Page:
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New proposal would automatically opt drivers in for $14 annual park passport

The proposal would expand funding for the Department of Natural Resources, but some say the change would place a burden on drivers.

A proposed change to Michigan’s natural resource funding could cost you the next time you renew your license plate. The director of the Department of Natural Resources has acknowledged that the proposal would be “more burdensome” for drivers.

Under a recommendation included in Gov. Gretchen Whitmer’s annual budget proposal, drivers renewing their plate would be automatically opted in to purchase a state recreation passport, a symbol on a license plate that allows vehicle entry to state parks, campgrounds and trails for one year after its purchase.

Currently, the passport is available for $14 when ordering or renewing a vehicle’s license plate, with the default renewal option not including the purchase. Officials have proposed automatically including the charge in Michigan residents’ plate renewals, a change that the state estimates would bring in over $17 million annually.


Drivers would still be able to opt out of purchasing the service, but would need to intentionally make the decision to do so. The specific method of opting out is still being determined, but officials have suggested a postcard sized reimbursement form with prepaid postage.

While most Michigan drivers would see their renewal cost increase, Michigan’s veterans would be granted a passport free of charge. The state is home to over 550,000 veterans, according to 2023 figures from the Michigan Department of Military and Veterans affairs. This exemption would result in a $4 million loss in revenue, officials said.

Scott Bowen, director of the DNR, said at a House hearing that the change is “significant and necessary” to address an “ongoing backlog of infrastructure preventative maintenance and operational needs in our state parks.”

“The change to the opt-out model is necessary to the future of our parks,” he said. Bowen said the passport system included access to over 100 state parks, 1,300 boating launch sites and 13,500 miles of trails, many of which have seen increased attendance and decreased state general fund dollars over the years.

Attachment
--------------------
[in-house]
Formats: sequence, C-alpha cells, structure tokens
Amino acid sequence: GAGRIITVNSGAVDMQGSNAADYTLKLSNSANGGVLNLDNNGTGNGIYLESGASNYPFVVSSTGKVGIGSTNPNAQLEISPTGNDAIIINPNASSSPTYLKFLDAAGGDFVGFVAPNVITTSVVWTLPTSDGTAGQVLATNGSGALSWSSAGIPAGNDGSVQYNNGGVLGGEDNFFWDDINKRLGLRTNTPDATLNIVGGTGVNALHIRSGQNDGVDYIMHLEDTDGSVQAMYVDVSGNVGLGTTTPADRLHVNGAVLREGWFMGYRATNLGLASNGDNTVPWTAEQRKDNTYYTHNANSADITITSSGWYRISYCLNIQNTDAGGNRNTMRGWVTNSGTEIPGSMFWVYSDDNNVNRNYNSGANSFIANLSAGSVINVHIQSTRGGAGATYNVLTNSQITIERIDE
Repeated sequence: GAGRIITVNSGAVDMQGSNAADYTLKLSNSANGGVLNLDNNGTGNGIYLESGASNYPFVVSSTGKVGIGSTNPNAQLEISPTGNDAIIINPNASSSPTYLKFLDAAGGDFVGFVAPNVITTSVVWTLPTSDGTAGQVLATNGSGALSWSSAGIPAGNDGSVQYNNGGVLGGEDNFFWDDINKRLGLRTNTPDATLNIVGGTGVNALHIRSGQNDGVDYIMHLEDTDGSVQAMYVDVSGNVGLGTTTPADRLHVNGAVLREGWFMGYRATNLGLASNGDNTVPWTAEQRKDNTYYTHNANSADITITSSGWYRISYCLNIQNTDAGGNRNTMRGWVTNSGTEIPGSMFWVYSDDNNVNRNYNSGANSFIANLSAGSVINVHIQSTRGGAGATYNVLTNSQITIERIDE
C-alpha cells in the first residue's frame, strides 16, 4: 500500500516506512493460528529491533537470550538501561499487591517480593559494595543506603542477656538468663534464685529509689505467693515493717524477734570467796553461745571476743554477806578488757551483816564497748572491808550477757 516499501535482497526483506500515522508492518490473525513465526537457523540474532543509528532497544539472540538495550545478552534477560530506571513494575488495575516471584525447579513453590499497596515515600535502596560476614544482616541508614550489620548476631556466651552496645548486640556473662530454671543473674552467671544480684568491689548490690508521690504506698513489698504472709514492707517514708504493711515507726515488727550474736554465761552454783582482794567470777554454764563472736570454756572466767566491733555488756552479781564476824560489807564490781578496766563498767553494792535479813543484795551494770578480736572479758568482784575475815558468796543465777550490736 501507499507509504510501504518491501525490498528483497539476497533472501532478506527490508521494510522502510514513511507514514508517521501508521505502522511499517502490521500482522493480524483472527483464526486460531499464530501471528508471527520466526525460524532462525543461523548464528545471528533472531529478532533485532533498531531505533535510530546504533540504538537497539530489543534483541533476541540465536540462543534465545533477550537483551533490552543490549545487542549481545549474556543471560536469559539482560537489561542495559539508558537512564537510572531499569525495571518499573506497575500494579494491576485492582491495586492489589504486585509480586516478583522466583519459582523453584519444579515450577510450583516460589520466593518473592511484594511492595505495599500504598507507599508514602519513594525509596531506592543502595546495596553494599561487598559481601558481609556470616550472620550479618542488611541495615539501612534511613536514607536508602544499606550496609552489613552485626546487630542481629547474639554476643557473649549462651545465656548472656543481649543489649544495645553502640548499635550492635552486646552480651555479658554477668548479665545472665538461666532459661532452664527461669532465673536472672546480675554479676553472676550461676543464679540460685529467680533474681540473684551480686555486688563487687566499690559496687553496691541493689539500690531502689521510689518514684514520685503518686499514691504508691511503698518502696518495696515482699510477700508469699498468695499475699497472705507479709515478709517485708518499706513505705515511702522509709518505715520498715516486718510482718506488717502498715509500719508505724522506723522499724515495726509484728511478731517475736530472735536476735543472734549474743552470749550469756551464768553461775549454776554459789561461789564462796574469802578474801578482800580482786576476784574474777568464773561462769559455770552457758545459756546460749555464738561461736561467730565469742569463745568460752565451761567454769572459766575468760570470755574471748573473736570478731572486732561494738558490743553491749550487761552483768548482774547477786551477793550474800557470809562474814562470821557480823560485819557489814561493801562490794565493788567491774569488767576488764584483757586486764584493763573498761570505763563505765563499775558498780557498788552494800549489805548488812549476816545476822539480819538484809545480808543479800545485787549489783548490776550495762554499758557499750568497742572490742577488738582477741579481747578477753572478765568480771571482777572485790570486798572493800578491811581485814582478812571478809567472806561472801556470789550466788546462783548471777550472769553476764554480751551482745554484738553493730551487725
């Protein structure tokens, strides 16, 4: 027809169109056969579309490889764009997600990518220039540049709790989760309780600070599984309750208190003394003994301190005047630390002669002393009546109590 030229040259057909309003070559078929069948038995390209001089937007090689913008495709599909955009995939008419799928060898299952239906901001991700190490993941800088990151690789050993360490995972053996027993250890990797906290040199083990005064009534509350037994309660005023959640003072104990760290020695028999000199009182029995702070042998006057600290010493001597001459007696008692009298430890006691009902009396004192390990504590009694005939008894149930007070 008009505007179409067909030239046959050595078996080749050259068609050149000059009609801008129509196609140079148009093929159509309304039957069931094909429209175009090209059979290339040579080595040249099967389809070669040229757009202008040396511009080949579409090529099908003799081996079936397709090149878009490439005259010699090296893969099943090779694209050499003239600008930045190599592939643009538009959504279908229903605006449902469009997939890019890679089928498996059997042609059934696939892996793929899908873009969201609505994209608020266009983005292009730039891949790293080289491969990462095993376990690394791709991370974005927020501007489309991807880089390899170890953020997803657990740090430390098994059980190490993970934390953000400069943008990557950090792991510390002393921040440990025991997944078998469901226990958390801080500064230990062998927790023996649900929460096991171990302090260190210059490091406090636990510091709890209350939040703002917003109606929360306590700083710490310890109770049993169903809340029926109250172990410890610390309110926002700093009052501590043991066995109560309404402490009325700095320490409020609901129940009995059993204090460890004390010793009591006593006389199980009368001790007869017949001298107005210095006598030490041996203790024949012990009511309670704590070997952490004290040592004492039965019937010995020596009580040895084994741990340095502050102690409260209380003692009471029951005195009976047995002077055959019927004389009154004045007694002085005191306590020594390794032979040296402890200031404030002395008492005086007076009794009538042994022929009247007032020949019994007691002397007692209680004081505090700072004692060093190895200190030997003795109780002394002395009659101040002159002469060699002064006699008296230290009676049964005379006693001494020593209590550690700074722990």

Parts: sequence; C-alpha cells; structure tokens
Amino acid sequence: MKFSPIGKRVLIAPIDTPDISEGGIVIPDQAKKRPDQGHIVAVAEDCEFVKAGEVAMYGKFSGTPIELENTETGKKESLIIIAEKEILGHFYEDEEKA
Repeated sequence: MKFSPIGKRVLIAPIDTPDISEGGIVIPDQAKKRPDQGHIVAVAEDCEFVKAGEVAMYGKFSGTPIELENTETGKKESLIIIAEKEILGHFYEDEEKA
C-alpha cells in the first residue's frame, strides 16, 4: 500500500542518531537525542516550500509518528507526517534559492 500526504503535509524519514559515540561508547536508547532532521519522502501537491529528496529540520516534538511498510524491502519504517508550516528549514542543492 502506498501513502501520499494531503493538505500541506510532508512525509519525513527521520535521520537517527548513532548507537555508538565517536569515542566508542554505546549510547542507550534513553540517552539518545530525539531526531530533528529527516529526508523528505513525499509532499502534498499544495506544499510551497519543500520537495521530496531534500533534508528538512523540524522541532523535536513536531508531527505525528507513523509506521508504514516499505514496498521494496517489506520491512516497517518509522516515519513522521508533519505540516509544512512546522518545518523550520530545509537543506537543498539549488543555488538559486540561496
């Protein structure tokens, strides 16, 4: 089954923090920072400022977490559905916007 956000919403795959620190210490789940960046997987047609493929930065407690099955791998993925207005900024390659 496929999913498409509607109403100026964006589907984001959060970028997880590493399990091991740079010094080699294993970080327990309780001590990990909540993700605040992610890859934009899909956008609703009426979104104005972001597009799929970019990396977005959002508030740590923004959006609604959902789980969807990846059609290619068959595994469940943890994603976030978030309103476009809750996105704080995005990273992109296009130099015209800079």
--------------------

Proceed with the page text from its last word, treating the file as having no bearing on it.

“The reality is that our 105 year old park system has over $1 billion in assets and has never been sustainably funded,” Bowen said. In 1970, the DNR received 68% of its funding from the state’s general fund. Now, that figure is only 3%.

The funding would go towards six main areas under starting budget figures recommended by Whitmer: $8.6 million for capital expenses; $5.2 million for park operations and maintenance; $1.7 million for local public recreation facilities grants; $1.2 million for state forest campgrounds and pathways; $500,000 for state park cultural and historic resources; and under $100,000 for promotion of state parks and recreation areas.

Currently, around 38% of drivers opt in to purchase a recreation passport with their license plate renewal, according to Jason Crandoll, acting budget officer for the department. Under the new system, Crandoll estimates that figure would increase to 60%.

Bowen faced pushback from Rep. Ken Borton, R-Gaylord, at the hearing. Borton said the proposal would essentially “force” drivers to pay the extra $14, possibly without knowledge of the change.


“‘Forcing them’ is, I think, a little strong,” Bowen said in response. “Anybody who can’t afford it, opt out. It’s literally a postcard. And I don’t think that burden is too much to have world class funding for world class parks. It is more burdensome, and that’s why we expect more revenue — but the truth is it’s not that big a burden. And if I had my druthers, I’d put it on every car so we can have more trails and more parks.”

Ed Golder, public information officer for the DNR, said the department wanted to provide the opportunity to opt out “very easily.”

“We’re going to provide every opportunity for people who don’t want to participate to not participate,” he said.

Following the meeting, Borton said that the proposal in its current form would essentially “trick” drivers into paying for a service that they may not plan on using.


“They’re expecting the amount of usage to go from 38% to 60% because they know a lot of people who have no intentions of using a state park will be tricked,” he said. “They won’t send a postcard back — that’s junk mail, they’re going to throw it in the trash. I think they’re taking advantage of the average motorist in the state forcing them into something.”

Borton said that he supported the recreation pass and DNR funding in general and suggested charging more for frequent park visitors like himself.

“But don’t force people unwittingly into paying for something that they have no intentions of ever using,” he said.

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